The captain reported that at an altitude of about 200 agl the airspeed decreased to approximately V2 and the airplane had very little climb performance. They advanced the left throttle so it was even with the right and once the gear was retracted the rate of climb increased. The captain reported the EPRs were fluctuating above 2.02.

The crew reported they initially turned the airplane for a landing on runway 21L. The flaps remained extended 11 degrees and both engines were experiencing compressor stalls. The captain reported they climbed to an altitude of 3,400 feet mean sea level (msl). The crew completed the appropriate checklists and were cleared to descend to 3,000 feet msl. The first officer suggested they turn on the airfoil anti-ice system as the captain reduced the power to descend. The captain reported that when power on the engines was reduced through an EPR setting of 1.60 to 1.70 and the airspeed decreased to approximately 180 knots, the compressor stalls stopped. The crew elected to change runways to land on runway 3L due to weight conditions and runway length. The airplane landed without incident. Tests and Research

The airplane was equipped with Pratt & Whitney (P&W) JT8D-219 engines. Initial on scene examination of the engines showed that the fan blades on both engines were damaged. Both engines were removed and shipped to the American Airlines Maintenance & Engineering Center for teardown. The teardown began on April 8, 1997, under the direction of the NTSB. Inspection of the left engine, s/n 725674, revealed that 19 of the 34 compressor fan blades had soft body impact damage. In addition, five of the blades either had tip rub or leading edge nicks. Ten of the blades were not damaged. Inspection of the right engine, s/n 708177, revealed that 27 of the 34 compressor fan blades had soft body impact damage. In addition, two of the blades either had leading edge nicks and the remaining five blades were not damaged.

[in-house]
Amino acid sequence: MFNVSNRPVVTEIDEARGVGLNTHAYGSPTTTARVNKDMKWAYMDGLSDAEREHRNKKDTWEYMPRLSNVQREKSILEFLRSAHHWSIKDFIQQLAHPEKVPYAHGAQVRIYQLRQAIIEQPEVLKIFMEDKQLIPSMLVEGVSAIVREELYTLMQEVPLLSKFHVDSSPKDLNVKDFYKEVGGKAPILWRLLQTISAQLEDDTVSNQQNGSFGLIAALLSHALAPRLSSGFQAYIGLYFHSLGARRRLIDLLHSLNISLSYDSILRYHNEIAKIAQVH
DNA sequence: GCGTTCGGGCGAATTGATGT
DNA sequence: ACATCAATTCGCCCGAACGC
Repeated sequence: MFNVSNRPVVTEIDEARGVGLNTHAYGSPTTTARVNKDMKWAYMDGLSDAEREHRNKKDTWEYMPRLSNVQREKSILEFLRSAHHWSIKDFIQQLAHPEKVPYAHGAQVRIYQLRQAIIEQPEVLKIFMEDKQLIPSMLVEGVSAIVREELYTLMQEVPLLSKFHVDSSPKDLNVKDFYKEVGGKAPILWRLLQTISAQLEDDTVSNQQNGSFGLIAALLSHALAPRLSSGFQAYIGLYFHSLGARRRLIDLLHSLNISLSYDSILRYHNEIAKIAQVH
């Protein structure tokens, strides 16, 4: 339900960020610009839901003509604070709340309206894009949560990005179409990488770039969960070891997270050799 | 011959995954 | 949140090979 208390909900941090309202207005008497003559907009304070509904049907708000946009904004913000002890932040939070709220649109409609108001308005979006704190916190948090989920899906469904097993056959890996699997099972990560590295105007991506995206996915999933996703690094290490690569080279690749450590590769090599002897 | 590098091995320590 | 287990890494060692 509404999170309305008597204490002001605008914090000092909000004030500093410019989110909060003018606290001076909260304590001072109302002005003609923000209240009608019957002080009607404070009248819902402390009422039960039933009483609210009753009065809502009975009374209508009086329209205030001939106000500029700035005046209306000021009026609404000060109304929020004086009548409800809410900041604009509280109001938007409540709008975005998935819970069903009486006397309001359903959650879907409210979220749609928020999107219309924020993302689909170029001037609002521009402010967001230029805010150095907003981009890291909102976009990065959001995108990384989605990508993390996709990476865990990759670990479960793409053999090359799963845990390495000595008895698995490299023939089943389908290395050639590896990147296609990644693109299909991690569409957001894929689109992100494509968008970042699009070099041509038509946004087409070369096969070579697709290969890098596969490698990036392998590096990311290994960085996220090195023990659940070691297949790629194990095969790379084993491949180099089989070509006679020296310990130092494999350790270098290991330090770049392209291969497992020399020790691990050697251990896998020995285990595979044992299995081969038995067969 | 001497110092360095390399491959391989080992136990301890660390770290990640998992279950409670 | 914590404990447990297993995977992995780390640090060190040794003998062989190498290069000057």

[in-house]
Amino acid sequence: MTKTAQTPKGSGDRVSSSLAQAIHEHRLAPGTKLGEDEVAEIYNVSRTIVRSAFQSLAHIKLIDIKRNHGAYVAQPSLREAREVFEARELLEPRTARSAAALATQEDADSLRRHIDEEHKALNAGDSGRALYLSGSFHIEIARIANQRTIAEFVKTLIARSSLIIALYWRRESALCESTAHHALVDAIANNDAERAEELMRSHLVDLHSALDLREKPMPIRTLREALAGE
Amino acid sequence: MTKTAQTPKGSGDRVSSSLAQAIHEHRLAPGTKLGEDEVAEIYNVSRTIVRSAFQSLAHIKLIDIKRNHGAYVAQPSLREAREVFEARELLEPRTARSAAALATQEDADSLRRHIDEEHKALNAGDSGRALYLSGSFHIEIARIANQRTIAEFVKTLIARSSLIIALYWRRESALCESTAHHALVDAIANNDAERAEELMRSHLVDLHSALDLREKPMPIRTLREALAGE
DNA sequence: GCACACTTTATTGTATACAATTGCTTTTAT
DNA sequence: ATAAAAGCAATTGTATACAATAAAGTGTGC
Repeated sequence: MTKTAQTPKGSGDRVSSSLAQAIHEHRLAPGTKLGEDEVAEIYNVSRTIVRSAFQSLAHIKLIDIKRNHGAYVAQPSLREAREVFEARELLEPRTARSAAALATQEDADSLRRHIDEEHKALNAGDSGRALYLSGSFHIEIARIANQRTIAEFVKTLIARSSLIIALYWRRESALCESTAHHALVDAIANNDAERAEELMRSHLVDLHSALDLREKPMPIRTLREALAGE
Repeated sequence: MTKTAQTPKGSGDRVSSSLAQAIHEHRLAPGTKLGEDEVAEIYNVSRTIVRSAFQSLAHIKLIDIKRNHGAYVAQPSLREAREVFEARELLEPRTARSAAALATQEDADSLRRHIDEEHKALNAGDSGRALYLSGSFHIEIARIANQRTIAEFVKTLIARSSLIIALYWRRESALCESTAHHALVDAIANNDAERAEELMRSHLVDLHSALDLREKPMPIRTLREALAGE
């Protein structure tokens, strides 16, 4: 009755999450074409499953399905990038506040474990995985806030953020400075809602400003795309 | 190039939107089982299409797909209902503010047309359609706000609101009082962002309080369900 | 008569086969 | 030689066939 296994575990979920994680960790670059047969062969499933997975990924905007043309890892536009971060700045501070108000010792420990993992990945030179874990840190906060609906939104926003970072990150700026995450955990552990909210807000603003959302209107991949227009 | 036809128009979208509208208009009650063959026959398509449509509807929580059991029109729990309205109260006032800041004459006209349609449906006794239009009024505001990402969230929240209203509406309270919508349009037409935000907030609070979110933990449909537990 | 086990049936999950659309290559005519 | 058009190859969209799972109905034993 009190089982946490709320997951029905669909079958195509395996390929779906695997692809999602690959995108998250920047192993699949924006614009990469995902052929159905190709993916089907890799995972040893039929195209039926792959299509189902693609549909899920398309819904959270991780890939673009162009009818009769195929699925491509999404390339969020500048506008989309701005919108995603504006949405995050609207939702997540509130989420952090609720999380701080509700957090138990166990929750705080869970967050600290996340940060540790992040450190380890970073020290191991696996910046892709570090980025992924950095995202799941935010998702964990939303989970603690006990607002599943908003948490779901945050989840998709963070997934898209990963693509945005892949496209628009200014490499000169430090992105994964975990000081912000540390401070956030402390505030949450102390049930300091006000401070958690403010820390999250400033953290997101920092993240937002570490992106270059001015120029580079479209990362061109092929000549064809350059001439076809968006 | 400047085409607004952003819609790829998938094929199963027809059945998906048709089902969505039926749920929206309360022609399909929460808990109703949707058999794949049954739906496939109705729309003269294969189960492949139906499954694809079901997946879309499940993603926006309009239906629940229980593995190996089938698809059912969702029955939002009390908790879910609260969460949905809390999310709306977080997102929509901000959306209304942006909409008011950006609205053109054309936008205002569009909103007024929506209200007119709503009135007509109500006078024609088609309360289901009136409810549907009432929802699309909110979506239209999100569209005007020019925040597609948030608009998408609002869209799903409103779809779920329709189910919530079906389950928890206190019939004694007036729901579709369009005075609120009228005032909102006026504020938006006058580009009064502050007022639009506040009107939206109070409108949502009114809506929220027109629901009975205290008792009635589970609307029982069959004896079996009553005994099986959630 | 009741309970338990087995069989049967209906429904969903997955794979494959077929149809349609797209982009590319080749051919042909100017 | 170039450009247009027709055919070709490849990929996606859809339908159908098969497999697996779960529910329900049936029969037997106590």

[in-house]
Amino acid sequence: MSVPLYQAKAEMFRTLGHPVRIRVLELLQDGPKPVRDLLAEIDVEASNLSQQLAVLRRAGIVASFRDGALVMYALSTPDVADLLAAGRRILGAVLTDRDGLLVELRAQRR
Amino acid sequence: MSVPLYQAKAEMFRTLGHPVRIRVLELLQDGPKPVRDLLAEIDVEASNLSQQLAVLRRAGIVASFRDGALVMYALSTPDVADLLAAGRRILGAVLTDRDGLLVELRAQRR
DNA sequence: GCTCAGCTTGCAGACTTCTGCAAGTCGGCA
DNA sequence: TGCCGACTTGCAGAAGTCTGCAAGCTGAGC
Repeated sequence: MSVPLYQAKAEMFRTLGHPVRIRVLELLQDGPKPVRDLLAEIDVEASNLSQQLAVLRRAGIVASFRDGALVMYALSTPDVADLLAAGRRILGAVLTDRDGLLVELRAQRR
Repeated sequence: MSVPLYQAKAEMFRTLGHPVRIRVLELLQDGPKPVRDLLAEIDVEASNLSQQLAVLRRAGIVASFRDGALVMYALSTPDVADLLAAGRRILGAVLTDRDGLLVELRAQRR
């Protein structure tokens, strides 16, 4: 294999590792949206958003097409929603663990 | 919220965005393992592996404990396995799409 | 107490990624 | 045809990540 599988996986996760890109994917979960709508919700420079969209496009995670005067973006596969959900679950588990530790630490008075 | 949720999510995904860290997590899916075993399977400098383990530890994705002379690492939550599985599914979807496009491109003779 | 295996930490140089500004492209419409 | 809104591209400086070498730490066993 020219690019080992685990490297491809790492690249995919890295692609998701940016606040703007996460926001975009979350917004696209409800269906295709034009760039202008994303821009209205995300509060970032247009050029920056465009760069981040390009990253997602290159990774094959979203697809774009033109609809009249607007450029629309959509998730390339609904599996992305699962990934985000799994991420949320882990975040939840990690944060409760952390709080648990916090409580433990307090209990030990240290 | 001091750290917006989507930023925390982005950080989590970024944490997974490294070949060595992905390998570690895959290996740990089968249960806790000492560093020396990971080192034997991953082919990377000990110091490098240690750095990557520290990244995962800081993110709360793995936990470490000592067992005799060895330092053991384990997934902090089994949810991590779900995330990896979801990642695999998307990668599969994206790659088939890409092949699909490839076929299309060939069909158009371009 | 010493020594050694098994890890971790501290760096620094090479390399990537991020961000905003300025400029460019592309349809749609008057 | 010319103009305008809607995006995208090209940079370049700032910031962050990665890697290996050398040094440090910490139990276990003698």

The eighth and ninth stage compressor blades from both engines received a fluorescent penetrant inspection. The left engine compressor blades did not show any indication of cracking. Seventeen eighth stage blades and one ninth stage blade on the right engine showed indications of cracks. These blades were examined further using a binocular microscope. This examination revealed that all of the blades had transverse cracks on the convex side of the airfoil either in or just above the blade root platform fillet radius. See attached Powerplants Group Chairman's Factual Report of Investigation for further details.

Additional Information

The accident airplane departed Reno, Nevada, at 0035 est and arrived in Detroit at 0419 est on the morning of the accident. During this flight from Reno the crew logged instrument reading which indicated that at FL330 the static air temperature was -47 degree celsius and the ram air temperature was -22 degrees celsius. The airplane was on the ground in Detroit for approximately two hours prior to it being refueled. According to the refueling record the airplane landed with both the left and right wing tanks approximately full.

Parties participating in the investigation were the Federal Aviation Administration, Reno Air, United Technologies Pratt & Whitney, American Airlines, and Douglas Aircraft.